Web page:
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rodp

Member
Thanks, I'll give this a go. Surprised that I didn't find any any other threads about this issue with a solution as would have thought I wasn't the first to have to copy files back over to new HDD outside the box so that it's quicker AND controlled (ie use program like freefilesync that will report back any problems whilst copying), or did I not look far/long enough?! I think from this thread a new thread could be created listing all the watchouts and tips and solutions to setting up a new HDD.

Will report back shortly

Thanks

Rodp
 

MartinLiddle

Super Moderator
Staff member
Surprised that I didn't find any any other threads about this issue with a solution as would have thought I wasn't the first to have to copy files back over to new HDD outside the box so that it's quicker AND controlled (ie use program like freefilesync that will report back any problems whilst copying), or did I not look far/long enough?!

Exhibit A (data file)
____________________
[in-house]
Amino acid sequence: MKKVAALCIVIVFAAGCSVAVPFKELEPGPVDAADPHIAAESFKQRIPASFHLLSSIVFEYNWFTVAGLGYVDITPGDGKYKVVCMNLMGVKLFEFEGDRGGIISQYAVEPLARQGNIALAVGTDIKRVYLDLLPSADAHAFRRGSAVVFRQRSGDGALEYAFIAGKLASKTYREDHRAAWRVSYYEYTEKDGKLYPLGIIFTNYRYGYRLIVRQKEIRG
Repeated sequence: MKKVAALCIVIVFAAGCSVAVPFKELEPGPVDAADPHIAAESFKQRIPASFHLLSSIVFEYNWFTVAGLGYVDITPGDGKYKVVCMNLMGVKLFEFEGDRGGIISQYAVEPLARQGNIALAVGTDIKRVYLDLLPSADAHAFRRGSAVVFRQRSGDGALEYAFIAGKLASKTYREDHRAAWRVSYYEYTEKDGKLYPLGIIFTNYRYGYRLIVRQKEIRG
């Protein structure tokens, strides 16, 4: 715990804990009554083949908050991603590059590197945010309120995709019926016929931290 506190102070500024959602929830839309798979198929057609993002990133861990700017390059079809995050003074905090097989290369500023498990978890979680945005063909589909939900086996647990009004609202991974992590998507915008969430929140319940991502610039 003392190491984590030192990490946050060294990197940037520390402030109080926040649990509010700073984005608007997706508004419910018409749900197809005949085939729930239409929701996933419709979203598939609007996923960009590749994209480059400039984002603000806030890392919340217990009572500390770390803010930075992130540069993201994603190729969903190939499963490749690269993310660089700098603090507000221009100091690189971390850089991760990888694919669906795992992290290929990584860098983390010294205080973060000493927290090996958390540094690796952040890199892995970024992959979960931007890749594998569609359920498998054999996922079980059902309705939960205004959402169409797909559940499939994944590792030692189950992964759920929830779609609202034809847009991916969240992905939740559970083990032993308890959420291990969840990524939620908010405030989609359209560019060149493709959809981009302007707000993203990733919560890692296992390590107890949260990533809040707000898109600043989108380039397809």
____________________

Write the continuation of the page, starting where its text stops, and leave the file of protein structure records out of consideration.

I think most people think that doing it on the Humax avoids all the problems you have found. It is slower to transfer but tends to work first time.
 
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rodp

Member
aha! found the answer, just on terminal (in the freefilesync folder) I need to write: sudo ./FreeFileSync.

Woo hoo, 80MB/s now insteald of 10-15MB/s now!!

Thanks everyone for guidance

Rodp
 

/df

Active Member
Isn't yours 16.04? That version (at least in Lubuntu) still has gksudo.

It's quite usual when mounting a Unix-y drive on a different Unix-y system to have to override conflicting permissions, given that permissions have global scope. So people wouldn't be likely to ask about it here.
 
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rodp

Member
This is what I'm running:

Code:
ubuntu@ubuntu:/media/ubuntu/509bdd16-1fa7-4cf0-a555-bb4501605ba3$ cat /etc/os-release
NAME="Ubuntu"
VERSION="16.04.2 LTS (Xenial Xerus)"
ID=ubuntu
ID_LIKE=debian
PRETTY_NAME="Ubuntu 16.04.2 LTS"
VERSION_ID="16.04"
HOME_URL="http://www.ubuntu.com/"
SUPPORT_URL="http://help.ubuntu.com/"
BUG_REPORT_URL="http://bugs.launchpad.net/ubuntu/"
VERSION_CODENAME=xenial
UBUNTU_CODENAME=xenial
This is a live disc so at the time I got it maybe it would have been possible to install it but not now. Anyhow, found a way round it. :)